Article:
Advocacy to help educate and protect people by encouraging safe and legal disclosure have also been forthcoming, as people with HIV have continued to be prosecuted unfairly. The Sero Project is a not-for-profit human rights organization promoting the empowerment of people with HIV, combating HIV-related stigma, and advocating for sound public health and HIV prevention policies based on science and epidemiology rather than ignorance and fear. The project is particularly focused on ending inappropriate criminal prosecutions of people with HIV for non-disclosure of their status, potential or perceived HIV exposure, or HIV transmission. The Sero Project website has the latest information on laws in each state and further educational information and links. The HIV Justice Network features information about HIV criminalization and efforts to fight it worldwide.

The Positive Justice Project of the Center for HIV Law and Policy has issued a 26-item rationale for decriminalizing HIV in a consensus statement that has 39 endorsing individuals and organizations. The project is a grassroots, multidisciplinary response to HIV criminalization and the fallacy that a person's HIV status is proof of intent to harm, and therefore a basis for being prosecuted and sentenced.

"There is no reason to believe that these outdated laws criminalizing HIV exposure or non-disclosure serve the public health or the interest of the American people," commented PACHA member Naina Khanna, director of the Positive Women's Network. "And in fact, we know that HIV criminalization laws are not only an affront to our dignity as human beings, they make people living with HIV vulnerable to violence, coercion, manipulation and abuse. It's the responsibility of leaders to step up to end this blatant violation of human rights."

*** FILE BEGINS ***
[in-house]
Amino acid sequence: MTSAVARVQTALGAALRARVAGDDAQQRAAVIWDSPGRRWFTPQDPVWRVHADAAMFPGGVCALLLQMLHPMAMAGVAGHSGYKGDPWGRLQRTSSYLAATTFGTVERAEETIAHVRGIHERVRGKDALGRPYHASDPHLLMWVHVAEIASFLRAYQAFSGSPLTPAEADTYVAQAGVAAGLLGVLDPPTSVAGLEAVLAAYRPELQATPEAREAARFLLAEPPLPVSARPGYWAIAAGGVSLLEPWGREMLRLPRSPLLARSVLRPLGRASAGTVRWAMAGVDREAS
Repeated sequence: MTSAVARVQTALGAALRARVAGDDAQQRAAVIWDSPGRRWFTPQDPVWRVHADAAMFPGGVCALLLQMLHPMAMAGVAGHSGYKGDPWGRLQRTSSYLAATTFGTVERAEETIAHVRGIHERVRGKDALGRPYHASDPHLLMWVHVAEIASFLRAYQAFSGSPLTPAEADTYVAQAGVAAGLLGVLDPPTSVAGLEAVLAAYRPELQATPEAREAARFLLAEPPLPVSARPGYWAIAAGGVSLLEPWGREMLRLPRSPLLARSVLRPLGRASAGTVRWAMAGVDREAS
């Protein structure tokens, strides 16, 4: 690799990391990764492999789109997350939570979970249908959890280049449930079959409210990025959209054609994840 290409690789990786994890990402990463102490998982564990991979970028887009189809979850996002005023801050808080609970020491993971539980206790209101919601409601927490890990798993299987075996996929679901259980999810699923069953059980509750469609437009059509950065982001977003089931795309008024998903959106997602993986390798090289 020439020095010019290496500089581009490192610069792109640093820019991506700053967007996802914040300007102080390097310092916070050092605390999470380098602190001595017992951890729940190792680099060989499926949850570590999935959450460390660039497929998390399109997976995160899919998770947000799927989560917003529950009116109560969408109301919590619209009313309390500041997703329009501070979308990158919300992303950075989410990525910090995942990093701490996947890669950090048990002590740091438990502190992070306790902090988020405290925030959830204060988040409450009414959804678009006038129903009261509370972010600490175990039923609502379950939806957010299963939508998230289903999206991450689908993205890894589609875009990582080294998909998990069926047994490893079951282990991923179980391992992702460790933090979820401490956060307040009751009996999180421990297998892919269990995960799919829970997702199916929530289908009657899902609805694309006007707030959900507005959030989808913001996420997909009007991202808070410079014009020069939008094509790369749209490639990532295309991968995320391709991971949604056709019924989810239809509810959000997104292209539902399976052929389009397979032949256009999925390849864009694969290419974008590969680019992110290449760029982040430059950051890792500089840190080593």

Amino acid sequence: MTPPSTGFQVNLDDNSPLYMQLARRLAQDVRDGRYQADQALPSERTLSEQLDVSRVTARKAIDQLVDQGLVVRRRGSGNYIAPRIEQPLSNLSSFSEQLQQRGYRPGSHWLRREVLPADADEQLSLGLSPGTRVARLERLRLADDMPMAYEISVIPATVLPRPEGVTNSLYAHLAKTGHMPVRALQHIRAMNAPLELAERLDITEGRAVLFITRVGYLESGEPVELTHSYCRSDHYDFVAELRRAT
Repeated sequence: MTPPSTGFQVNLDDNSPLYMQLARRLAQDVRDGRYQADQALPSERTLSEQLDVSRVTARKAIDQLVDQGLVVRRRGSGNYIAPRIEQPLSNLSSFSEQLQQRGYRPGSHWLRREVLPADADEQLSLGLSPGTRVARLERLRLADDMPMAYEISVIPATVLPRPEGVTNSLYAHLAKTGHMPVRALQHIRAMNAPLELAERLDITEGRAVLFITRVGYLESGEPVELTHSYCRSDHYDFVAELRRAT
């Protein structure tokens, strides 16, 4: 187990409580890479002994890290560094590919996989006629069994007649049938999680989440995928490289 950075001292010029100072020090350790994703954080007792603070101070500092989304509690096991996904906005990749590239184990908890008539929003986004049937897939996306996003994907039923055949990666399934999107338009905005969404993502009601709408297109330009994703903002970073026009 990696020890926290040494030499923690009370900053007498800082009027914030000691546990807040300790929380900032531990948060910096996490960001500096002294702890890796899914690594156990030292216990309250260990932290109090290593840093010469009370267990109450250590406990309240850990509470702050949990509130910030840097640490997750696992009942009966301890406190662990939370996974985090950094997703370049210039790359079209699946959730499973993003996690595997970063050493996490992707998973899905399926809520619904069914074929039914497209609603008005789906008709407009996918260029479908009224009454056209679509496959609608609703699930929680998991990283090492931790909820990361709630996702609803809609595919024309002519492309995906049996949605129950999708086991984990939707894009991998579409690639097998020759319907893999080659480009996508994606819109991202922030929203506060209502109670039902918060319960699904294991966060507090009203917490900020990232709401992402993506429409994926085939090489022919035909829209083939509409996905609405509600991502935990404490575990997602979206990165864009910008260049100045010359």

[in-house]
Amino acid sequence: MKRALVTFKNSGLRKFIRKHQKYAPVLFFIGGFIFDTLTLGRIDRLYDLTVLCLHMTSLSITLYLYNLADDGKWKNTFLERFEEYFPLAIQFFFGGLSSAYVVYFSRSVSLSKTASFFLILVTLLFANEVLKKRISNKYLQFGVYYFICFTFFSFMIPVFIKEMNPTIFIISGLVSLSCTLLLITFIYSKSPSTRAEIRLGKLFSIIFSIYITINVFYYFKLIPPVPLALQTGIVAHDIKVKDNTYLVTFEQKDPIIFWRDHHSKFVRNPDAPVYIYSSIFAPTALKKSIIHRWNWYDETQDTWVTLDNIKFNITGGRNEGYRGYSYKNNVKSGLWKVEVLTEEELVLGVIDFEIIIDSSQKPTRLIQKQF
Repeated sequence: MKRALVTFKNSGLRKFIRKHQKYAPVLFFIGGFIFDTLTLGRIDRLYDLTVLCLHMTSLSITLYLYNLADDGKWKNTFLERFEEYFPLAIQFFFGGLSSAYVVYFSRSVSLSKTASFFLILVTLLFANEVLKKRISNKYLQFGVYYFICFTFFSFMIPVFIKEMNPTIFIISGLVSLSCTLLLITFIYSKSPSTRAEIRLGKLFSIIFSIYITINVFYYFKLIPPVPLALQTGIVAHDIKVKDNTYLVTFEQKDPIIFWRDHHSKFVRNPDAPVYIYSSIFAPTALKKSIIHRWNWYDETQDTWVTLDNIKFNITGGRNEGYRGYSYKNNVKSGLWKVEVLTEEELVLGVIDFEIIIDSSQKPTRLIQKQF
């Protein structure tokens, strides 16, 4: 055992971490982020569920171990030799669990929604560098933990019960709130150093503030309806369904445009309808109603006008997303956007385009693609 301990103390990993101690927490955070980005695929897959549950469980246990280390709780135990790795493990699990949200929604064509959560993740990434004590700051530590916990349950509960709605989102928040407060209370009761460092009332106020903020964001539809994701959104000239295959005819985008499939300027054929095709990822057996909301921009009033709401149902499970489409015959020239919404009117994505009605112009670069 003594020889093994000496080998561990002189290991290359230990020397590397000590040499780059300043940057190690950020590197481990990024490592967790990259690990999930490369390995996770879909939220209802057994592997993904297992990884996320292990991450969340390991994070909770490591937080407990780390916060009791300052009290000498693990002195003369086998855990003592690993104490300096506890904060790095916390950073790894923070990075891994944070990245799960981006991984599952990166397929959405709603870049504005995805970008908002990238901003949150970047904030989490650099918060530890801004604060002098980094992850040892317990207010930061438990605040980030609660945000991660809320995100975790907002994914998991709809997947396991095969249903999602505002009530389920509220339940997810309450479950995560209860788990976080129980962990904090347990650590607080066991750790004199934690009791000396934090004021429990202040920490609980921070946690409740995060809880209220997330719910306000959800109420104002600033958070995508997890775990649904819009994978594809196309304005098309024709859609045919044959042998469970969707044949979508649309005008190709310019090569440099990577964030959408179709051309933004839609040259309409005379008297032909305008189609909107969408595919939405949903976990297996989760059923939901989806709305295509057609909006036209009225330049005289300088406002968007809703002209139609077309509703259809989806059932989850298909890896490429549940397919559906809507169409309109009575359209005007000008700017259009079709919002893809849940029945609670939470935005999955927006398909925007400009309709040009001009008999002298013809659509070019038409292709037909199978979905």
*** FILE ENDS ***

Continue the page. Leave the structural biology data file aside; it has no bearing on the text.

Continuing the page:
While there have been many advances in HIV treatment and prevention over the past decade that have extended people’s lives, discrimination, stigma, and criminal prosecution have limited advances in the rights of people living with HIV/AIDS. The real crime is how these HIV criminalization laws perpetuate stigma and fear, thus impacting prevention, impeding testing, and discouraging disclosure.



S Schoettes. It's Time to End HIV Criminalization. Lambda Legal blog. November 30, 2012.

Center for HIV Law and Policy. Positive Justice Project.

Sero Project.

HIV Justice Network.